You are enlightened, but even in Palo Alto, not everyone is. Compare the near empty sidewalks and bikelanes to the automobile crowded streets and parking lots. There are plenty of people who struggle with consumerism, I think they would be inspired and see simple, do-able ways to make changes if they had a chance to meet with people like you in an unjudging, proactive atmosphere.


Posted by Dean, a resident of Midtown
on Jul 31, 2006 at 3:52 pm

I'll reiterate a great one from the list that all of us in Palo Alto can do: Subscribe to Palo Alto Green, to get 100% of your energy from renewable sources (wind and solar)!


Posted by Carolyn, a resident of Midtown
on Aug 1, 2006 at 8:30 am

We can save fuel, pollution, and worker's time by putting our recycling bins next to our neighbor's when possible.


Posted by John, a resident of Midtown
on Aug 5, 2006 at 12:07 am

Sign in for Palo Alto Green:
Web Link

Ask for a yard sign to show your support and encourage people to follow your example:
Web Link

If you can, walk/bike to the grocery store. I you have to take the car to the mall/downtown, park there and then walk to all the stores you have to go to. You can walk from downtown to the Stanford Shopping Center in 10 minutes and driving would take about the same time. Same for Santana Row / Valley Fair. Walk, walk, walk. It's good for you and the environment, so it's good for everyone.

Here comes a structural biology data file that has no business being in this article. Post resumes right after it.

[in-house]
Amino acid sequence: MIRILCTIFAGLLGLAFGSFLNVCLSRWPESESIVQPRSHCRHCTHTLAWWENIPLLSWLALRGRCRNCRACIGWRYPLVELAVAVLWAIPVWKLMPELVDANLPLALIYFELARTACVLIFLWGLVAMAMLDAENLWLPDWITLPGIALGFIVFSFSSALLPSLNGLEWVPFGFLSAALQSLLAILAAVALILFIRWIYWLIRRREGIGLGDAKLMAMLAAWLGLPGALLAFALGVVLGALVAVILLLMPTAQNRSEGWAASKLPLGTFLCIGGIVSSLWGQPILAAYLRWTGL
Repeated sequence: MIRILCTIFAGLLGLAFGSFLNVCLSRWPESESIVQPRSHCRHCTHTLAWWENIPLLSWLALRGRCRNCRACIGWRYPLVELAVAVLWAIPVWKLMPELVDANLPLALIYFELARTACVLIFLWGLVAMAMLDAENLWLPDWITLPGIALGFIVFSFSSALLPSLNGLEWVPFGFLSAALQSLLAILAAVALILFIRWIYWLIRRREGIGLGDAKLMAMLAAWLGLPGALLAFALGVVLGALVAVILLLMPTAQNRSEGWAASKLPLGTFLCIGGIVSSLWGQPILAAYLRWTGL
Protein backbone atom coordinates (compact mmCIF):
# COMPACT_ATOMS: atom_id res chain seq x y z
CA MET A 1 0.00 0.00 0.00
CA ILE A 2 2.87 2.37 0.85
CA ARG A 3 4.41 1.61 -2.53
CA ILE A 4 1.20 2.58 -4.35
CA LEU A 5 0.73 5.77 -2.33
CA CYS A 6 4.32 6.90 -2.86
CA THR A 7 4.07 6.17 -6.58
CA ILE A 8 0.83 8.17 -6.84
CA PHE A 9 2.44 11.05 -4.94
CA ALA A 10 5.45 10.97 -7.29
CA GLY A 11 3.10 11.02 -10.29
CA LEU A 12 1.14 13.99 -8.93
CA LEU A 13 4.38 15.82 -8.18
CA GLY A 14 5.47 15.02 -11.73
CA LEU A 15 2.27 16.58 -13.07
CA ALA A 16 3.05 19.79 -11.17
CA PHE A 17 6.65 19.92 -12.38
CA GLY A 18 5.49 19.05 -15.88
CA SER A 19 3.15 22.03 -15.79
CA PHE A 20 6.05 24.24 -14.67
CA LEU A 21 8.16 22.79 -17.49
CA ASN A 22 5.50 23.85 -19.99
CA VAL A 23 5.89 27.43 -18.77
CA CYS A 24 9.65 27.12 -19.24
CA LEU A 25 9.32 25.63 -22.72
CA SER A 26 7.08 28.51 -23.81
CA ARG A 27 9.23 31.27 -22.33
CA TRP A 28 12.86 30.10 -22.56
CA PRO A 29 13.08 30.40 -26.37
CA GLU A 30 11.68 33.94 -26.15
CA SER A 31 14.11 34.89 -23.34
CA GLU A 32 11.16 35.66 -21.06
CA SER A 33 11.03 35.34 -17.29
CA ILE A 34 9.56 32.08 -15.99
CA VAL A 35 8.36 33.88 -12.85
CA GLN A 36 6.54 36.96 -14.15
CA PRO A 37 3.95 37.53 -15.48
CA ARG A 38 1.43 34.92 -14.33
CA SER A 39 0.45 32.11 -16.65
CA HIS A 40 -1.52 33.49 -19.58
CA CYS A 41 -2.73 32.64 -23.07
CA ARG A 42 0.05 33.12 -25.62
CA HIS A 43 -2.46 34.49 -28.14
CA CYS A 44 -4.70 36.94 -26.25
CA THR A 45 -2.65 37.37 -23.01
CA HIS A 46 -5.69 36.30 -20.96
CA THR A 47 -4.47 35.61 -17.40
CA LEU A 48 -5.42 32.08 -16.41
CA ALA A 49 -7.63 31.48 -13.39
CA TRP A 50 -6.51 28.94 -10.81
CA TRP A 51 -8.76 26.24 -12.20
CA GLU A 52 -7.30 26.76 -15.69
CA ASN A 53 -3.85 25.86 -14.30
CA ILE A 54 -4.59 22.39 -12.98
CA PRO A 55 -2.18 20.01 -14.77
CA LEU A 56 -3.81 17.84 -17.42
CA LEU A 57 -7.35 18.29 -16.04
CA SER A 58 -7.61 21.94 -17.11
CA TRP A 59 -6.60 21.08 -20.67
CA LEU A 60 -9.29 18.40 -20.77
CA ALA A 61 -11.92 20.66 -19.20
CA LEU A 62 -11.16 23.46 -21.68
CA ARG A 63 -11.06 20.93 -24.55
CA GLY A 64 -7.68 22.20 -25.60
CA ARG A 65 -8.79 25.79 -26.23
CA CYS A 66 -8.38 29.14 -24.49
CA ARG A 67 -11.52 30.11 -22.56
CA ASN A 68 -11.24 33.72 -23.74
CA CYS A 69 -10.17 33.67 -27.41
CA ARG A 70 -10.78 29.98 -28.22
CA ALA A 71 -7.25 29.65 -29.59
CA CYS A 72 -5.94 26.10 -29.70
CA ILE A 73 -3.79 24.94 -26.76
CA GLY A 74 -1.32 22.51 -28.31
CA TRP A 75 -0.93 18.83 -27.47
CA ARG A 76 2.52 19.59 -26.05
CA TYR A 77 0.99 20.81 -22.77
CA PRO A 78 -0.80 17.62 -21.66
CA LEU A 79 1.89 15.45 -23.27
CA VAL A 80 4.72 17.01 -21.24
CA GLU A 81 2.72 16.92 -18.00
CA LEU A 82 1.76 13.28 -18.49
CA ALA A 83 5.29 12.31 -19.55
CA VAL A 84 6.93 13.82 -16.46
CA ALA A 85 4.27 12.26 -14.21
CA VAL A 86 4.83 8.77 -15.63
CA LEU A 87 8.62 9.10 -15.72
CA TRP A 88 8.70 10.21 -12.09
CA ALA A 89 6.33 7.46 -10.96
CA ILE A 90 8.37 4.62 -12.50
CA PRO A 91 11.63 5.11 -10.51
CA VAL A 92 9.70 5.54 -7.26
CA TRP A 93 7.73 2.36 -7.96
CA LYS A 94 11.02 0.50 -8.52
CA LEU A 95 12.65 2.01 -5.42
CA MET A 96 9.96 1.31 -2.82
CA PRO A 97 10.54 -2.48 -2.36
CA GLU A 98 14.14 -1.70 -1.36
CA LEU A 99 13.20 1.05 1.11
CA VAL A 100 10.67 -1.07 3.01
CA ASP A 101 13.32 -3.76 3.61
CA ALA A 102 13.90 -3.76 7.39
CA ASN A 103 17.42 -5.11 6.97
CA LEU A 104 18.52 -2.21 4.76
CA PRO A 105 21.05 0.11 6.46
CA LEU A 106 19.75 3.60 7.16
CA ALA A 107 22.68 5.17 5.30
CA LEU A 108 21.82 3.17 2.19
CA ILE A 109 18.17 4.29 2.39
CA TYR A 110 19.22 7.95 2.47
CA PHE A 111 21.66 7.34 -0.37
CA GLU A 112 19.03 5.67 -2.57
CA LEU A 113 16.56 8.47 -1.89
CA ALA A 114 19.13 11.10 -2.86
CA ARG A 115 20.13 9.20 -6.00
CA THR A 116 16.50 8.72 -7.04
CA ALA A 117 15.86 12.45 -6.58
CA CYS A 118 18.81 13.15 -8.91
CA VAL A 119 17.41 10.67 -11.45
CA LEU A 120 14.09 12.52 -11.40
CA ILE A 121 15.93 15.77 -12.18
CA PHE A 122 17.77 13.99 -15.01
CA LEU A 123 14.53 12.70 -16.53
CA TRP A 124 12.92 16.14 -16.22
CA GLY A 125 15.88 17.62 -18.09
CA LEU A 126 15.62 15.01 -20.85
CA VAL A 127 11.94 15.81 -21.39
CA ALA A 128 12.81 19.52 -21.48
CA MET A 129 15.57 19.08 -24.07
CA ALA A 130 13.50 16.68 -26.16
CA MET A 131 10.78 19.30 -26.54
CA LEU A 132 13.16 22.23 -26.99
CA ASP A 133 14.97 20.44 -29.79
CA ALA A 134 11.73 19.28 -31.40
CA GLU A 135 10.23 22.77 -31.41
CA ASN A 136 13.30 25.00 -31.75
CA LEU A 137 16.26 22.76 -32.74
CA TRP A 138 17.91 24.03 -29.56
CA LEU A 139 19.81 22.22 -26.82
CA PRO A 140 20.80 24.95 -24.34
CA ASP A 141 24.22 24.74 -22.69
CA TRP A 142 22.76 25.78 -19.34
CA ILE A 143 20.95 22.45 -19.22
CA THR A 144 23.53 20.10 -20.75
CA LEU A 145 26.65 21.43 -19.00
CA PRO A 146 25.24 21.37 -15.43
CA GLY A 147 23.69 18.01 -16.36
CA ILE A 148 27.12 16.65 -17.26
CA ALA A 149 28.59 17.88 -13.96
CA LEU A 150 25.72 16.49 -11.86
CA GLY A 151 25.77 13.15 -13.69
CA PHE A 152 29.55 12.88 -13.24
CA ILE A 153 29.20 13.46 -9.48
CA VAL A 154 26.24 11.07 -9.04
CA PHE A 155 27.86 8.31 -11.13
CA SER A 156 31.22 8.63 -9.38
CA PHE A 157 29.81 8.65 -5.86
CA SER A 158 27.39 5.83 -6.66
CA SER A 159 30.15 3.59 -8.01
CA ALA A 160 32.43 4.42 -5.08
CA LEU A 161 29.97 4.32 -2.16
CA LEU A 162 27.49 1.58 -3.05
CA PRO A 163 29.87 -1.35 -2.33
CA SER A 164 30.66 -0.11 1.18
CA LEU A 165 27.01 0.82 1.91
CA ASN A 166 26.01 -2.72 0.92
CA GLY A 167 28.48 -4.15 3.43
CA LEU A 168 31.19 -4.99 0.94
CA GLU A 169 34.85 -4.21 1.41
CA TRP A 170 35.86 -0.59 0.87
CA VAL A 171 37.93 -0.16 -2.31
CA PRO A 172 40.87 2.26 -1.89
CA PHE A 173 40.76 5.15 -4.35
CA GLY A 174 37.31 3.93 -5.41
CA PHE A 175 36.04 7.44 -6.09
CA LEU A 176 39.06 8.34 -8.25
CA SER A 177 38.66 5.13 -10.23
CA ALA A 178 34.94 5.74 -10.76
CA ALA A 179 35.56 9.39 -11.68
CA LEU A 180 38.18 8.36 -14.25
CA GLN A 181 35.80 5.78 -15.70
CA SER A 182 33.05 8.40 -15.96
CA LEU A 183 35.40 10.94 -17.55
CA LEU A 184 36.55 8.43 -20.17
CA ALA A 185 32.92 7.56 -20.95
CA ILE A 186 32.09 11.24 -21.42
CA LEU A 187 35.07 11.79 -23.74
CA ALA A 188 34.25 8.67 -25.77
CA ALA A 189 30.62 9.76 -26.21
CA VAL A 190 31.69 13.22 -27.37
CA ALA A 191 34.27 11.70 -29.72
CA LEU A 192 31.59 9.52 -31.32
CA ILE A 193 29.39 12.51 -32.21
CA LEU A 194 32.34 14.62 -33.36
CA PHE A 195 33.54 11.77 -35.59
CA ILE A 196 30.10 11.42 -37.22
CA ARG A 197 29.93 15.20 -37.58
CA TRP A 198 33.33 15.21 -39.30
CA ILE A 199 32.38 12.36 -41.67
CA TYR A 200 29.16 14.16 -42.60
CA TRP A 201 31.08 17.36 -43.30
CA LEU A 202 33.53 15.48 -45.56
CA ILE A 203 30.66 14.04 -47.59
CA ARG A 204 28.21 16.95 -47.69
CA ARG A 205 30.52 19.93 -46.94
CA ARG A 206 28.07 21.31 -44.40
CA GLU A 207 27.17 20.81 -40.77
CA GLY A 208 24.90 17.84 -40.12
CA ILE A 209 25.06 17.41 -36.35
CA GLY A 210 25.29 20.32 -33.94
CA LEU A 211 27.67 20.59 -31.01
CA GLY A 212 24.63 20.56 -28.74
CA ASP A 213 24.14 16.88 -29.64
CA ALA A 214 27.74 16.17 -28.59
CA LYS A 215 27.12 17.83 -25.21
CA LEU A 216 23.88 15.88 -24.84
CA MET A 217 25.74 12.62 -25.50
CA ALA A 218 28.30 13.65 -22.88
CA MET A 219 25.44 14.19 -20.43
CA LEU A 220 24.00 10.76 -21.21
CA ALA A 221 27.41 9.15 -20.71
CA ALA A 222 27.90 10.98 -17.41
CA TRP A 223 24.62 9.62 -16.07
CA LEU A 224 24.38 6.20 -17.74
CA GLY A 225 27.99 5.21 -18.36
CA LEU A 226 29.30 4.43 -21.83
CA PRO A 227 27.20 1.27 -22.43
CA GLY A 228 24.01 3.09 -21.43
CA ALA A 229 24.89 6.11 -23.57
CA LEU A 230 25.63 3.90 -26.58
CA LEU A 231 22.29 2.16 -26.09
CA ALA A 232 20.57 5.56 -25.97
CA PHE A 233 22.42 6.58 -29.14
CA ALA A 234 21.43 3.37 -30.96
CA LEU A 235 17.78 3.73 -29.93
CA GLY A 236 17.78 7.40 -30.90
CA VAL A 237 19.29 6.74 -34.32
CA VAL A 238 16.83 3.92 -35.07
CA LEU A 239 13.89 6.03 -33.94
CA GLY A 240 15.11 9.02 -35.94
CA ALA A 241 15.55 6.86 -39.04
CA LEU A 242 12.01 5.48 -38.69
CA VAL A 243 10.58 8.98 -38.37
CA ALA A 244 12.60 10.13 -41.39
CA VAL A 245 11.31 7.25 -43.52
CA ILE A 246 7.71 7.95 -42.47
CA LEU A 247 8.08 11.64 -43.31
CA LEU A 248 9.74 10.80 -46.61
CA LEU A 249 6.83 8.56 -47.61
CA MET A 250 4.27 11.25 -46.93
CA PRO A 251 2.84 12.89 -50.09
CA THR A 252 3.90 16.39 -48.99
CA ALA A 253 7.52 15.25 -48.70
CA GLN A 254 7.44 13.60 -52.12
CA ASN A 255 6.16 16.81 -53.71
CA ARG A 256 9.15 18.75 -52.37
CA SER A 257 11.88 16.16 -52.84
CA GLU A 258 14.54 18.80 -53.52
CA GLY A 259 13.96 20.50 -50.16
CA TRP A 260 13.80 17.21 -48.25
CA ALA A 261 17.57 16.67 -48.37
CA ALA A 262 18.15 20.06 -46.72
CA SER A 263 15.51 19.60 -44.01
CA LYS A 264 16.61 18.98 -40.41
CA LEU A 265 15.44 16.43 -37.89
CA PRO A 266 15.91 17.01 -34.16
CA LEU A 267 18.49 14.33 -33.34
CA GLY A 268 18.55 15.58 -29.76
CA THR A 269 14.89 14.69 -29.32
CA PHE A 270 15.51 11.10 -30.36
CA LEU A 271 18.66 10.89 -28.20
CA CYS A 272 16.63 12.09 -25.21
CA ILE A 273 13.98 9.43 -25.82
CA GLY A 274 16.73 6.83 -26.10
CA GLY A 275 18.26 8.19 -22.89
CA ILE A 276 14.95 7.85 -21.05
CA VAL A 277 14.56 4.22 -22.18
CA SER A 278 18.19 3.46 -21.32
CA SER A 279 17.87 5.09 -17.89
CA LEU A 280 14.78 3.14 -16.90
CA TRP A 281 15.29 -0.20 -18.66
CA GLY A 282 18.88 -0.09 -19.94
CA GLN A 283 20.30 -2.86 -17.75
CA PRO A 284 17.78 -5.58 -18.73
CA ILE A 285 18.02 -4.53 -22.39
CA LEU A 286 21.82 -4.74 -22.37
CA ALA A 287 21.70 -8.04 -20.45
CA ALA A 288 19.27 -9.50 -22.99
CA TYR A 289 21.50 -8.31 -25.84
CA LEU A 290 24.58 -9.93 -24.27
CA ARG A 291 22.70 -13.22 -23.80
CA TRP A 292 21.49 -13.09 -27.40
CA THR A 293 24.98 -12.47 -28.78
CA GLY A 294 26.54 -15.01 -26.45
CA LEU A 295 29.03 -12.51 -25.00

Many people use a treadmill at home, but think you could get the same amount of exercise simply walking to a store.

Try to limit the use of AC (and avoid it altogether if you can).

Improve your gas mileage: Web Link

How about planting a tree?

Many other tips here:
Web Link

And spread the word!


Posted by Margaret Allen, a resident of College Terrace
on Aug 6, 2006 at 8:54 am

Go to Acterra, and see if there is still time to sign up for their Be the Change environmental leadership training program which starts again in September. I took the class last year, and in addition to having a fabulous time one Friday a month, learned more than I could have imagined.

By the way, if you know anyone who is going to have their house demolished (sigh!), you might try to suggest to them that they have the materials salvaged rather than just bulldozed. Salvage is a thing of beauty!


Posted by Siona, a resident of another community
on Aug 6, 2006 at 10:18 am

I love Robyn's suggestion; to my mind, there's incredible value to creating a supportive network when it comes to making any sort of change, and the fact that 'going green' is such a socially-conscious decision makes the recommendation of groups that much more reasonable. I think it would be great to start making these sorts of connections.

You might want to check out this site as an example of one Palo Alto group that's working on environmentalism. I'm not familiar with them myself, but I intend to find out more. I'm sure there must be other resources, as well . . . Suggestions?
Web Link